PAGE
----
Even before these troubles people here were known to be among the poorest in Pakistan; only 7.5% of women are able to read and write, very few communities had clinics or schools, safe drinking water or toilets. But they had relative peace and a form of income from agriculture, raising cattle, goats and sheep and living a centuries-old traditional existence that was held together in a delicate balance of power between tribal chiefs and extended family networks. Alexander the Great found his army held up by ancestors of the FATA and more recent British expeditions through the region found these mountain tribes to be fearsome and impossible to overcome, agreeing finally to pay for their services as guards of the frontier province.
But there is no historical precedence for the extent of killing and displacement that has taken place across FATA since 2008 – roughly 1.5 million people are estimated to be living with relatives in Peshawar or other towns and cities. About 100,000 of these people live in camps set up by the UN, where they receive basic services including food, education and health care. These are hard conditions, especially for the close tribal communities accustomed to their relative isolation in mountain valleys and there have been many cases of abuse and exploitation of unemployed youth, girls and women.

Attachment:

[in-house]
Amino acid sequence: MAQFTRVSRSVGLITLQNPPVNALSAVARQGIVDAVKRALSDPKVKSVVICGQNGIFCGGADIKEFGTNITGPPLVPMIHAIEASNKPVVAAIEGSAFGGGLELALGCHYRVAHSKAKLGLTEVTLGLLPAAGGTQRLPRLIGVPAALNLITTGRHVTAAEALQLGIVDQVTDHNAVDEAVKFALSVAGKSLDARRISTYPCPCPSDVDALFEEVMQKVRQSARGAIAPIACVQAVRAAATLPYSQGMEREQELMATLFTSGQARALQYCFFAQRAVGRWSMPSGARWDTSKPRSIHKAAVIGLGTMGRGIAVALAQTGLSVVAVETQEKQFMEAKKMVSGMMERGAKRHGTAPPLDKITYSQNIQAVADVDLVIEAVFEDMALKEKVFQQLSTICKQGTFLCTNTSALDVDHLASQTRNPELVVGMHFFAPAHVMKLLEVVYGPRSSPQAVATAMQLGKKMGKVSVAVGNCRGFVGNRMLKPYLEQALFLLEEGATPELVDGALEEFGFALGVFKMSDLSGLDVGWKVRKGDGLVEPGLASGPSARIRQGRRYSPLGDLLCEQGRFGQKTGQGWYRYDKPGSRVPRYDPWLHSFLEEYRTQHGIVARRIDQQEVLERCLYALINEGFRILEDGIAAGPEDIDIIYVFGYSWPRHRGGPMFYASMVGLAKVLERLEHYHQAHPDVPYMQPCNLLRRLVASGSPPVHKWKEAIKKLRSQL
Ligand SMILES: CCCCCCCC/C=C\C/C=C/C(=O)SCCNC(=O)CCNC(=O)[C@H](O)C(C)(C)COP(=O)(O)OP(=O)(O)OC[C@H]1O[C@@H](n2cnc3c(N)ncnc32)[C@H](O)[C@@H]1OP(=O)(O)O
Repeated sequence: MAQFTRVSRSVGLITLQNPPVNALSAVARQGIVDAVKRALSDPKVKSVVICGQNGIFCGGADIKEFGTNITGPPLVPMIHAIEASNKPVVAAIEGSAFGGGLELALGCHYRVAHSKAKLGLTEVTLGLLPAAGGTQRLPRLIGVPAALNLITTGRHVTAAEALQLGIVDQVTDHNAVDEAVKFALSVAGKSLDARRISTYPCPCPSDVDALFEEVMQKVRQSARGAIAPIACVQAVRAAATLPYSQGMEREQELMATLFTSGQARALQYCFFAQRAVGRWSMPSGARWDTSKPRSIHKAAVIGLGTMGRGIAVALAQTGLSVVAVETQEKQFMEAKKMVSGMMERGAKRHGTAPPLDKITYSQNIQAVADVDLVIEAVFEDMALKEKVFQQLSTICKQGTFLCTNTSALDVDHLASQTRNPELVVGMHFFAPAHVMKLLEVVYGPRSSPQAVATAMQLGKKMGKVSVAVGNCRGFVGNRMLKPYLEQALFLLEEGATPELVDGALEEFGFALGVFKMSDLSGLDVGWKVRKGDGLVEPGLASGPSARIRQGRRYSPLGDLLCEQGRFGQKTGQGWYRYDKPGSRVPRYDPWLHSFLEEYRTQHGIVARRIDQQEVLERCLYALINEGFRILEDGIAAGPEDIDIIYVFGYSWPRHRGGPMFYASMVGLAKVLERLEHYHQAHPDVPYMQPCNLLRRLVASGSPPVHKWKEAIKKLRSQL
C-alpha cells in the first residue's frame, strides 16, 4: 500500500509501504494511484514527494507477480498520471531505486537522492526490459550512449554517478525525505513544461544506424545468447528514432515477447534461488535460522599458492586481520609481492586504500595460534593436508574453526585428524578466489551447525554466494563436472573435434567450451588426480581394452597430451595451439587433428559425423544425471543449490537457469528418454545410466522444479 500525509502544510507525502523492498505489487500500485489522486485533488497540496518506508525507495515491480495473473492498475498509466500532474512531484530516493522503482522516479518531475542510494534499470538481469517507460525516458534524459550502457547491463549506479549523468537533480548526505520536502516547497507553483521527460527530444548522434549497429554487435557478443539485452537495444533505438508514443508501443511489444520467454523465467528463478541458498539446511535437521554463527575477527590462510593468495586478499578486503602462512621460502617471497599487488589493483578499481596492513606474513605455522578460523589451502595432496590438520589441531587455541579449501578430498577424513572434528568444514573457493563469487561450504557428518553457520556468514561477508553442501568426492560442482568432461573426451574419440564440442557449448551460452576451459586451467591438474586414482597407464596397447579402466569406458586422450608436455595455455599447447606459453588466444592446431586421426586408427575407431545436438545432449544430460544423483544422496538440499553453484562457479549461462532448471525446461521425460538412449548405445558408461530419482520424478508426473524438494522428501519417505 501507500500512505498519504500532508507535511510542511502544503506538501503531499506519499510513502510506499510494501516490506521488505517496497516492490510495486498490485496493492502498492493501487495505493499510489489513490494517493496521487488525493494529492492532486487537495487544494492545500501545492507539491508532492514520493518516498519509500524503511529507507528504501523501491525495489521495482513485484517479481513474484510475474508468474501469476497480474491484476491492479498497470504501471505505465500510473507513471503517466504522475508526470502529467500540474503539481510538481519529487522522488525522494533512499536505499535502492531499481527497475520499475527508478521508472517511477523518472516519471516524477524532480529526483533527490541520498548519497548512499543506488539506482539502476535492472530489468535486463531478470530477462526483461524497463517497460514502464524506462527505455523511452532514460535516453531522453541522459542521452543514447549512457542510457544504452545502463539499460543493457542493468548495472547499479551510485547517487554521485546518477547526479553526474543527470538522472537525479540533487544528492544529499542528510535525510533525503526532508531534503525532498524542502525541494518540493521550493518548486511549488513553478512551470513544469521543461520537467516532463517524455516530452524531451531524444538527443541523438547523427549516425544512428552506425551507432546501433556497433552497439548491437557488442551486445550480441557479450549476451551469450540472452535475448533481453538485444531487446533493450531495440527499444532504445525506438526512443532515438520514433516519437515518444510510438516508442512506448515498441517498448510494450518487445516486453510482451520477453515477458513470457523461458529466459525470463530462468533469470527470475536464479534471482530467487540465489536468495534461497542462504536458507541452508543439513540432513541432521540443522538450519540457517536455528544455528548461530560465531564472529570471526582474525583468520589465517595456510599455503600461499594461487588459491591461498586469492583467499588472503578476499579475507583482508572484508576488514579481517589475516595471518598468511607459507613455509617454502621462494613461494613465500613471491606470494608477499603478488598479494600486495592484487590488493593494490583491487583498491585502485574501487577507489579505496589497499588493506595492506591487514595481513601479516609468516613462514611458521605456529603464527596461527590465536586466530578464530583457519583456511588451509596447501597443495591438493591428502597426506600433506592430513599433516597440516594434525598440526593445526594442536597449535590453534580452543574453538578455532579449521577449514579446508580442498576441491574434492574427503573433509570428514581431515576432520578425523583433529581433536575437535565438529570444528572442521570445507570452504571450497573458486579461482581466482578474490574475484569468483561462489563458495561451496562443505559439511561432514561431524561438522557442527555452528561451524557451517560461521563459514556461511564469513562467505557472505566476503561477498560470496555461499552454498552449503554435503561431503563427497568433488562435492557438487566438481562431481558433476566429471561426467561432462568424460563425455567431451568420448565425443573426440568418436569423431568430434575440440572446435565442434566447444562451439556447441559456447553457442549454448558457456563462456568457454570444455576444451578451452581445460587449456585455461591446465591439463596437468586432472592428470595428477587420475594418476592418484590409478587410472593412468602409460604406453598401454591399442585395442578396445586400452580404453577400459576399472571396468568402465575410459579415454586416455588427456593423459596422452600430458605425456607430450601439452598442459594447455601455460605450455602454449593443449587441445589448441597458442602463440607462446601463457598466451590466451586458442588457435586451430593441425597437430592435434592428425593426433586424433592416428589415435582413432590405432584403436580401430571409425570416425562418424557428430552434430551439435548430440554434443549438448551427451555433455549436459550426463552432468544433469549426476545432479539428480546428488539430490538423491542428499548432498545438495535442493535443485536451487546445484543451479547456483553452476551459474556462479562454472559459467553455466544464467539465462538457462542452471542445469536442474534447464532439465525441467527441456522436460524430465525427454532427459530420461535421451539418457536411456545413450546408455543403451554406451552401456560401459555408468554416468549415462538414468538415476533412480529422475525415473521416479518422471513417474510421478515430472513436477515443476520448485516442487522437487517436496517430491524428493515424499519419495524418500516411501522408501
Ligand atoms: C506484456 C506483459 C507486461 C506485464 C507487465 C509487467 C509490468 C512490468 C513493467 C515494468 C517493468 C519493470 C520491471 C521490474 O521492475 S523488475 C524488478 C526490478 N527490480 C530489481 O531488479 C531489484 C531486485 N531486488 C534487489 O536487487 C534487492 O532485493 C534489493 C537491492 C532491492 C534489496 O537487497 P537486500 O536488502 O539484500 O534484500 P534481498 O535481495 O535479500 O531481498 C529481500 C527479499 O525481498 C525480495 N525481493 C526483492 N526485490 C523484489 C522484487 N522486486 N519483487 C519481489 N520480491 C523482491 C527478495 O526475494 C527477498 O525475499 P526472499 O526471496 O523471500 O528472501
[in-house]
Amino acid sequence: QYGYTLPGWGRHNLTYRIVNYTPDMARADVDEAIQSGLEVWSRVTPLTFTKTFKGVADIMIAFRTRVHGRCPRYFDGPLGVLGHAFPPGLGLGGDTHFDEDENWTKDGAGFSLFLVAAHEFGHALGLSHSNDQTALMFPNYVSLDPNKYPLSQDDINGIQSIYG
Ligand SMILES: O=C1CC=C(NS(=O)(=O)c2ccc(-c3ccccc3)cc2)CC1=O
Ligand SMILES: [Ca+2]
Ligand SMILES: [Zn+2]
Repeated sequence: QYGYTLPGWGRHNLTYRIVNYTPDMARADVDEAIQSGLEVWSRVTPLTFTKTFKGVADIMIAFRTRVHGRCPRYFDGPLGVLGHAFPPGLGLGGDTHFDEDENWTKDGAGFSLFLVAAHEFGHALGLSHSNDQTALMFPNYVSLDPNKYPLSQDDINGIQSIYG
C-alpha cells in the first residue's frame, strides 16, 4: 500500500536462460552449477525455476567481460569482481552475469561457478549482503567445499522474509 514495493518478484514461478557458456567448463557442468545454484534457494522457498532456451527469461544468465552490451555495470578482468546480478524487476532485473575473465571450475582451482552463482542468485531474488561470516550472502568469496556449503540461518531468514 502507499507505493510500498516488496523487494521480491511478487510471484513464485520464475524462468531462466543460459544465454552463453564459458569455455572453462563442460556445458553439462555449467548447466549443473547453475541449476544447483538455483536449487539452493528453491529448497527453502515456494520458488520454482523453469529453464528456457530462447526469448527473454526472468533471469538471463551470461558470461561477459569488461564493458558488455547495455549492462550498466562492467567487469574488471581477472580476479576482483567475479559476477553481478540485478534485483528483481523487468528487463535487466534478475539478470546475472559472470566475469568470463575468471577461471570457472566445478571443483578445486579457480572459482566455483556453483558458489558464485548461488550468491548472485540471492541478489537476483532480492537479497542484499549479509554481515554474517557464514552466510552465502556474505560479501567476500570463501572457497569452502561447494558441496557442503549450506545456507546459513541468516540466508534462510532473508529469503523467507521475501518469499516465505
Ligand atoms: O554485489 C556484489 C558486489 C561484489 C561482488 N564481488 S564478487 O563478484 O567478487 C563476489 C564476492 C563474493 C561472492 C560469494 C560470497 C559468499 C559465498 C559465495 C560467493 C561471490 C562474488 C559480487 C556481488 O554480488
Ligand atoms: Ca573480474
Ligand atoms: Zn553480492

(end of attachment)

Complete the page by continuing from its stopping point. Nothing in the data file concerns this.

It isn't just the displaced people that are affected in these situations: communities that host thousands of "long-term guests" also feel the effects before too long. Basic services like water and education suffer when you double the demand. So last year our humanitarian team in DFID worked with UNICEF and NGOs to help these "host communities" to cope with the dire water and sanitation crisis in towns, villages and camps. We also supported fledgling return efforts in rural areas, again in water and sanitation projects but also helping to re-stock goats and chickens and resume agriculture and small businesses so that people could re-start their own livelihoods and be less dependent on aid. This is a big effort, aiming to reach up to 1.3 million people from within the war affected displaced community as well as those hosting them.